My Style - Auto Layout Part 1

When you spend most of the day, every day, programming in Objective-C and working on iOS apps, you take for granted your personal work flow. I certainly wouldn't try to tell somebody to adopt everything that I do, but there are approaches I take that I feel could help people.

I started app development as iOS 6 was released and so went straight into Auto Layout and hardly looked back. I have since done a lot of manual work with frames, and even learnt all about memory management (a concept not foreign to me after my C++ background). With this full embrace of Auto Layout though I have implemented it in a ridiculous amount of alternate ways, and my most recent method has been by far my favourite so far.

Here I will go over the issues I have had with Auto Layout in the past. There can be odd issues with this API, almost solely due to the detachment from creating the constraints and having them applied. In the next post I will go over my implementation of this fantastic tool, because it is a brilliant framework, but for now I think it is apt to lay out the problems than can arise.

I’ll preface any further explanation with my thinking behind these posts. The only reason that n article like this can / needs to exist is because of the fragility of timing when it comes to view layout. The worst problems to encounter in iOS development are the ones that involve doing something at the wrong time in the view lifecycle or initialisation process. Auto layout, when used outside of .xib files, is a great example of how easy it can be to encounter unexpected issues based on where you put certain things.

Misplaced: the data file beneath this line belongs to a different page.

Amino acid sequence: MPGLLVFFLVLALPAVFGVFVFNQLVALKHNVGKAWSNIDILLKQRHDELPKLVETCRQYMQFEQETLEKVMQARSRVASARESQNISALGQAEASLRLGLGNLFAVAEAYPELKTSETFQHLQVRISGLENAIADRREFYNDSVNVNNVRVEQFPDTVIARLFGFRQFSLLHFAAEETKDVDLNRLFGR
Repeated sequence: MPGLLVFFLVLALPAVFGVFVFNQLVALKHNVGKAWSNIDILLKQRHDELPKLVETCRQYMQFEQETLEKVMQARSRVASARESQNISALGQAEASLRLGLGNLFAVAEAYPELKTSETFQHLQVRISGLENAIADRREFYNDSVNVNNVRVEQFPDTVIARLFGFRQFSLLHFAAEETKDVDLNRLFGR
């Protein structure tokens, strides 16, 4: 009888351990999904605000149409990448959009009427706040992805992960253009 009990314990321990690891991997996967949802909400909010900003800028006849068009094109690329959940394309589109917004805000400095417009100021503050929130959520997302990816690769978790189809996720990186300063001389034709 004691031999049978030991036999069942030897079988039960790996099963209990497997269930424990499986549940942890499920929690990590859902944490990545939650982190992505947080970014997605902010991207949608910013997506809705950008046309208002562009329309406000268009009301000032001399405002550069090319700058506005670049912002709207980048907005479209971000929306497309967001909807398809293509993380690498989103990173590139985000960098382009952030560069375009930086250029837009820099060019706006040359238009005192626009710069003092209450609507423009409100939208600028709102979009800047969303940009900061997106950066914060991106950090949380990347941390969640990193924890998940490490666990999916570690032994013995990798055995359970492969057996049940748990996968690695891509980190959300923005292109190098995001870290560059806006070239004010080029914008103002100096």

Problems with Auto Layout in a UIViewController

Top and Bottom Layout Guides

Perhaps the most awkward place to correctly add NSLayoutConstraints. A lot can go wrong when using Auto Layout in a UIViewController.

The more infuriating issue I have encountered so far involves the bottomLayoutGuide and topLayoutGuide. First look at this implementation of the updateViewConstraints method where we position a table view in it’s superView. Assume the tableView has been initialised and added to the view correctly.

- (void)updateViewConstraints
    [super updateViewConstraints];

    //  remove all constraints
    [self.view removeConstraints:self.view.constraints];

    //  objects to be used in creating constraints
    NSDictionary *viewsDictionary       = @{@"tableView" : tableView, @"top" : self.topLayoutGuide };
    [self.view addConstraints:[NSLayoutConstraint constraintsWithVisualFormat:@"H:|[tableView]|" options:kNilOptions metrics:nil views:viewsDictionary]];